In “The Philosopher Savant Crosses the River,” Rustin Larson now winds his words several notches closer to a phantom sense of the certainties we once thought we could assume — the way life promised a few solid things, perhaps “the purpose of life,” which now seems sold door to door as “an abrupt change,” if anything. Words in their ordinary sense have been released from those customary connections, and often seem spoken from a place of floating far below meaning’s surface, as if a sedimentia abounding in the reasoning of tea leaves or some other structure of correspondence beyond our normal grasp were sending messages to the surface of the page. And yet we are inclined to wholly accept their truths, given who the sayer is. Even adrift on this raft of free-floating words, the voice, the tone, the presence of Rustin Larson is moored in every line — the dark humor, the human suffering and human song, the impingement of childhood memories, the direct gaze at the sane absurdity of the world, have only gained ground. “Philip Glass articulates / our brains in music,” he says, and with a craft of impeccable syntax that holds onto the same roots as Bishop’s or Larkin’s, he, too, articulates those deeply patterned structures that give us hope and keep us here, reading on.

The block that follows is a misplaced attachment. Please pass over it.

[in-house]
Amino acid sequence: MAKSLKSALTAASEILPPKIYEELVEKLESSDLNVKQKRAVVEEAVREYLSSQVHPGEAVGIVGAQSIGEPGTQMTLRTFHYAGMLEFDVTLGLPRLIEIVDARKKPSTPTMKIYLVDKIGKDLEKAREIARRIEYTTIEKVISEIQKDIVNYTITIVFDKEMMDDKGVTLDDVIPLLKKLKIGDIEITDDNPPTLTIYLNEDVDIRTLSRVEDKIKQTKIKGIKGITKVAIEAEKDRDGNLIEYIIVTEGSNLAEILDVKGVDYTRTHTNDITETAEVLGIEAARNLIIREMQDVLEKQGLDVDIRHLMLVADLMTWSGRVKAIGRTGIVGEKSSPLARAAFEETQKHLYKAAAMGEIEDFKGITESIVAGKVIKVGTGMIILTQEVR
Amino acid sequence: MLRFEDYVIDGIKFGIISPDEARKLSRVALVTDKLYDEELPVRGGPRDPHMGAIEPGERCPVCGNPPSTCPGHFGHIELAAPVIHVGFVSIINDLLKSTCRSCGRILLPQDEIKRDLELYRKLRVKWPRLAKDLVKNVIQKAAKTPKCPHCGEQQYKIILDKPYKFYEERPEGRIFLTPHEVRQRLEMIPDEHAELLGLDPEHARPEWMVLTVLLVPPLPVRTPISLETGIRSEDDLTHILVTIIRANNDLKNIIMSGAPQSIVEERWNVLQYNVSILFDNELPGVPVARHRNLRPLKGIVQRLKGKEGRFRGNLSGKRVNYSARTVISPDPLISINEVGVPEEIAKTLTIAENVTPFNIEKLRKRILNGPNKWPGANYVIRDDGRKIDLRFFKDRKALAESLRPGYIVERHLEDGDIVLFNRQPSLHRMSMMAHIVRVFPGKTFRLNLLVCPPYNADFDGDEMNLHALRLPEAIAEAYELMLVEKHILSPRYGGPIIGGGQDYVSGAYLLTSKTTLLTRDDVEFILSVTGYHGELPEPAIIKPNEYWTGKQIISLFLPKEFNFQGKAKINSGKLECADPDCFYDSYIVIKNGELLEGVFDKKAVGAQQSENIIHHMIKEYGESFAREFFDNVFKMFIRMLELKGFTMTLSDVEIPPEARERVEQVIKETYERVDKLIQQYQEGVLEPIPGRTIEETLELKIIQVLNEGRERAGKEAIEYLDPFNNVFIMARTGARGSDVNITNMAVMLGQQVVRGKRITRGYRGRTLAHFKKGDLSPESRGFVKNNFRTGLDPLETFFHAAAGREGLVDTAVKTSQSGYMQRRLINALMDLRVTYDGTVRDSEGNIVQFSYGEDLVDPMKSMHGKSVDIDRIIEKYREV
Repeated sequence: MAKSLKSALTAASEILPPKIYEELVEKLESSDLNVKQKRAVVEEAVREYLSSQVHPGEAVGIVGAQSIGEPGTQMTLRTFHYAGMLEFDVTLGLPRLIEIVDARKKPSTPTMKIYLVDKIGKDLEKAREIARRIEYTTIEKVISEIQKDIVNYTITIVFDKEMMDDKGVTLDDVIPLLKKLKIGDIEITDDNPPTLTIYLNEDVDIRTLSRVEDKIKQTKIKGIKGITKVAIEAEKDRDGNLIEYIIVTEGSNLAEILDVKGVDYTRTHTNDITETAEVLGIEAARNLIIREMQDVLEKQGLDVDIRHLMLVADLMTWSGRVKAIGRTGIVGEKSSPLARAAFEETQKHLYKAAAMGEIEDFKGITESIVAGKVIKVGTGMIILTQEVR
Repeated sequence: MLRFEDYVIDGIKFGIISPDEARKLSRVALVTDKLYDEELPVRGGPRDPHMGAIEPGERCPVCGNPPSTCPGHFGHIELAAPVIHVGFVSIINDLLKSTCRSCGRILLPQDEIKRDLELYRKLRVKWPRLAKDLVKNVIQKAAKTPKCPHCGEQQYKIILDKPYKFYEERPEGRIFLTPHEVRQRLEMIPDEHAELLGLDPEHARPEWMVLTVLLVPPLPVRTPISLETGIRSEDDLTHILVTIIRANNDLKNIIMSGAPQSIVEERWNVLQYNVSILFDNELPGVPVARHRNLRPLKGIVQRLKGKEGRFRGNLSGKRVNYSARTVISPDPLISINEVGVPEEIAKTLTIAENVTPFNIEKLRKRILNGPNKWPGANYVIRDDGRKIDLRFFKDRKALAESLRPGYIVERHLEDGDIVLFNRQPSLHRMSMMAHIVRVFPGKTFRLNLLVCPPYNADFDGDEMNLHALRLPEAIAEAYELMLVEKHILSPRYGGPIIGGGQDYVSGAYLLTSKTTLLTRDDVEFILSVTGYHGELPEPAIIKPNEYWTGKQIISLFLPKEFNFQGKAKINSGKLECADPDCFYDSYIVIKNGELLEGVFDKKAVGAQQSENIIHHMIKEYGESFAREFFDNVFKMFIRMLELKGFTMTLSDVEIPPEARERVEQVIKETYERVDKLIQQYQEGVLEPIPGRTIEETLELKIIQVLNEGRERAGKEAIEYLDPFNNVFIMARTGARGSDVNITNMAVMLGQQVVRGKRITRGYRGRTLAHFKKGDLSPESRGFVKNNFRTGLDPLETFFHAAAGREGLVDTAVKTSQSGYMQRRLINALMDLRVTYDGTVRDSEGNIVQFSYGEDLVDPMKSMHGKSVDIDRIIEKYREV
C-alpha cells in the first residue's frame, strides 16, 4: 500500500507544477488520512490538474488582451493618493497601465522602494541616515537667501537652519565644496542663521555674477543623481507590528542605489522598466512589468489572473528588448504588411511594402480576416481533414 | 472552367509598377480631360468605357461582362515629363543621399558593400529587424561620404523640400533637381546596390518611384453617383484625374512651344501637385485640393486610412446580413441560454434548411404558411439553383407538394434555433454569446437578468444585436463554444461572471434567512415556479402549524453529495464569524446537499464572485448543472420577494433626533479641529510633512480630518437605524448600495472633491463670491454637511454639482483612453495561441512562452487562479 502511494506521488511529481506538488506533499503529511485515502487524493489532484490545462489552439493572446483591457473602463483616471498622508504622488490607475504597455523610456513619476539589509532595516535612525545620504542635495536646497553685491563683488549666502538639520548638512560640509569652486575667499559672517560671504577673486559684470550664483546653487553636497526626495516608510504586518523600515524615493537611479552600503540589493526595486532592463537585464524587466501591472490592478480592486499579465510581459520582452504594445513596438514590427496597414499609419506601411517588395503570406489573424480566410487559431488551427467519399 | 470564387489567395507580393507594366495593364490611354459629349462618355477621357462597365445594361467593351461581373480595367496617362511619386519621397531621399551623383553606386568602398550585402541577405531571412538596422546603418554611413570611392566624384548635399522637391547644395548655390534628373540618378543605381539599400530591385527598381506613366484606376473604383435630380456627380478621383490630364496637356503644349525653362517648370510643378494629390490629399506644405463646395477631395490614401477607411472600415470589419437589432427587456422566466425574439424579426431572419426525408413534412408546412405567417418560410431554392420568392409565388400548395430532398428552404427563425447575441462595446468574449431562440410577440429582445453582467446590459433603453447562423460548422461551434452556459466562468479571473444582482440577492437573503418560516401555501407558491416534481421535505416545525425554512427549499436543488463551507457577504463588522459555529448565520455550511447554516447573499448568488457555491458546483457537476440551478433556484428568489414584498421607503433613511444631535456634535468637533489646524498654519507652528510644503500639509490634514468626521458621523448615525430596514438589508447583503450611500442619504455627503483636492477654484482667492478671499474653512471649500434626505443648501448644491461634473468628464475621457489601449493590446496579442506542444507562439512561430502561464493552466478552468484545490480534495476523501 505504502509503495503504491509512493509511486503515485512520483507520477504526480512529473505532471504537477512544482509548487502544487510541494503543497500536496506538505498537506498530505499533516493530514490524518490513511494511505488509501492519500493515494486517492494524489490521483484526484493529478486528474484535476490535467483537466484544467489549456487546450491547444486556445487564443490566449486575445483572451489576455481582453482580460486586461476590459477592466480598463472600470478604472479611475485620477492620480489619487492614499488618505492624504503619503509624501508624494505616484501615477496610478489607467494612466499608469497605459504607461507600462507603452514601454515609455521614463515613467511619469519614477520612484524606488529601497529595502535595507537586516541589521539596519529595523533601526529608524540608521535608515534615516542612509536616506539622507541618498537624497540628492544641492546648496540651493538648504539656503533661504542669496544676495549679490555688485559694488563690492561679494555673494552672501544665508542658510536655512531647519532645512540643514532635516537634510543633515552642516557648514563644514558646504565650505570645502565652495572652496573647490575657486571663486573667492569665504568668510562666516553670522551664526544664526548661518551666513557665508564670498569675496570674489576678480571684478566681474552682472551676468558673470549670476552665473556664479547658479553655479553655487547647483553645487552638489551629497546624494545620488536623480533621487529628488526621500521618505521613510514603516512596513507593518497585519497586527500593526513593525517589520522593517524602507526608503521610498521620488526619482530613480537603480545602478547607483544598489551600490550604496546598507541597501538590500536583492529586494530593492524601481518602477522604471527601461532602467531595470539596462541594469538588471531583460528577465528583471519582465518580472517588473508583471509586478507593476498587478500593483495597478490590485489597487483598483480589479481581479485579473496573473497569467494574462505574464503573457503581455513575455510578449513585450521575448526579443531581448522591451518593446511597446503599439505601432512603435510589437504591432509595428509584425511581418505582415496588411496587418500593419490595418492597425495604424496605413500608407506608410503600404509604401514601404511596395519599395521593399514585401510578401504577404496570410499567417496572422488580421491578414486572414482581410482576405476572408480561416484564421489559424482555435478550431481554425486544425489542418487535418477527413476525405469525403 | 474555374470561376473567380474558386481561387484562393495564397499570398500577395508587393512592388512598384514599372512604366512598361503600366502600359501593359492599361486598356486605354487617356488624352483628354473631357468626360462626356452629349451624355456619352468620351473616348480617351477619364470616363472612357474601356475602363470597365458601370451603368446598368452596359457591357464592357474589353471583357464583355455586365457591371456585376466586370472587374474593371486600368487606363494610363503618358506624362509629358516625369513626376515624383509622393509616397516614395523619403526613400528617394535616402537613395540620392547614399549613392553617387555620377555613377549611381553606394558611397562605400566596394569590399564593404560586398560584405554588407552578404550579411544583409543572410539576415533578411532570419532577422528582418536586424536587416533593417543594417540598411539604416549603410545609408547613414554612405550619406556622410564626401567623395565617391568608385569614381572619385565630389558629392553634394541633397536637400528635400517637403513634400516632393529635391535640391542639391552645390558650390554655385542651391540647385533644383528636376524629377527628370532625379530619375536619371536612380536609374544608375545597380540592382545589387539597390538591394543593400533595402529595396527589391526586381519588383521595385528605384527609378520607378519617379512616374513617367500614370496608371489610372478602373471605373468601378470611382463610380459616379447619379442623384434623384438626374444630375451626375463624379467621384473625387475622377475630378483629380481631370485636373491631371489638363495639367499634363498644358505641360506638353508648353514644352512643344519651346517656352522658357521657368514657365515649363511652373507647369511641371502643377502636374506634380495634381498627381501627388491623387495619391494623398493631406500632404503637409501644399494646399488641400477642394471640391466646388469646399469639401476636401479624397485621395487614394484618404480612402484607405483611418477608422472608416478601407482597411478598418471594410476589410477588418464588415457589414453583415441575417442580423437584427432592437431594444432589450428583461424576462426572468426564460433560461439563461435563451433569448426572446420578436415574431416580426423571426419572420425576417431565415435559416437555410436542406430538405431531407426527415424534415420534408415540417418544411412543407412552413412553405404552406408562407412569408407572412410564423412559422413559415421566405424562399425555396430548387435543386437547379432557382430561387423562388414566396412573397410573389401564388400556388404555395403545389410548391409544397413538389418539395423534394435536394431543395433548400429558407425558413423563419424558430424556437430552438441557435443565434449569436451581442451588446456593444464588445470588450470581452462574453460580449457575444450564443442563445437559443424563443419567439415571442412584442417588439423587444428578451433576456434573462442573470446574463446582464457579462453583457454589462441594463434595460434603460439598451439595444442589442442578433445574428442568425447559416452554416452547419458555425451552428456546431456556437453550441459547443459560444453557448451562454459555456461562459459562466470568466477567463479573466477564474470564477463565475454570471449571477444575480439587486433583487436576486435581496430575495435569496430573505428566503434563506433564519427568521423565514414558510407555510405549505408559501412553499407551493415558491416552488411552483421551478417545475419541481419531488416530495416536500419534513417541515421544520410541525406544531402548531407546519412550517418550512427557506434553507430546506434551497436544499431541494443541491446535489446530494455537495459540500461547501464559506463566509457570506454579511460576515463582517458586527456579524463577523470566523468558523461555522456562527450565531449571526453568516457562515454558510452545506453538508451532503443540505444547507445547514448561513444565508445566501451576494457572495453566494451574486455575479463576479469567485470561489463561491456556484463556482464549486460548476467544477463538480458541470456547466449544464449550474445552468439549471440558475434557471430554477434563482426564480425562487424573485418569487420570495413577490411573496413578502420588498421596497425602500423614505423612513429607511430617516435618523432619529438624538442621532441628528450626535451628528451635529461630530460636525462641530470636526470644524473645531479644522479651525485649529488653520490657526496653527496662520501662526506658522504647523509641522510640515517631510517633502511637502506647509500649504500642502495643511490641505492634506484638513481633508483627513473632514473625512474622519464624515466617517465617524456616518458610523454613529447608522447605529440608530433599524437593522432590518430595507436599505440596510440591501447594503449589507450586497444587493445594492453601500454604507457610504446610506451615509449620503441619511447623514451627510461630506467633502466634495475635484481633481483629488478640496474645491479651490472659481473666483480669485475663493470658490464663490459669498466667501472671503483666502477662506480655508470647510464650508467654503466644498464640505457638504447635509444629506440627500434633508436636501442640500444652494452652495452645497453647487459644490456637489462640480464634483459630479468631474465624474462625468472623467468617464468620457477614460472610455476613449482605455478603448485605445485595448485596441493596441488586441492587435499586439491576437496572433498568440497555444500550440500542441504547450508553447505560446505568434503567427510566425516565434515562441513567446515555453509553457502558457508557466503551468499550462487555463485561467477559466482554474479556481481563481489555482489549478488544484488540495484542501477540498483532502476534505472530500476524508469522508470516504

— Audrey Bohanan
I wish you the best, Rustin. Again, congratulations on yet another finest-kind book!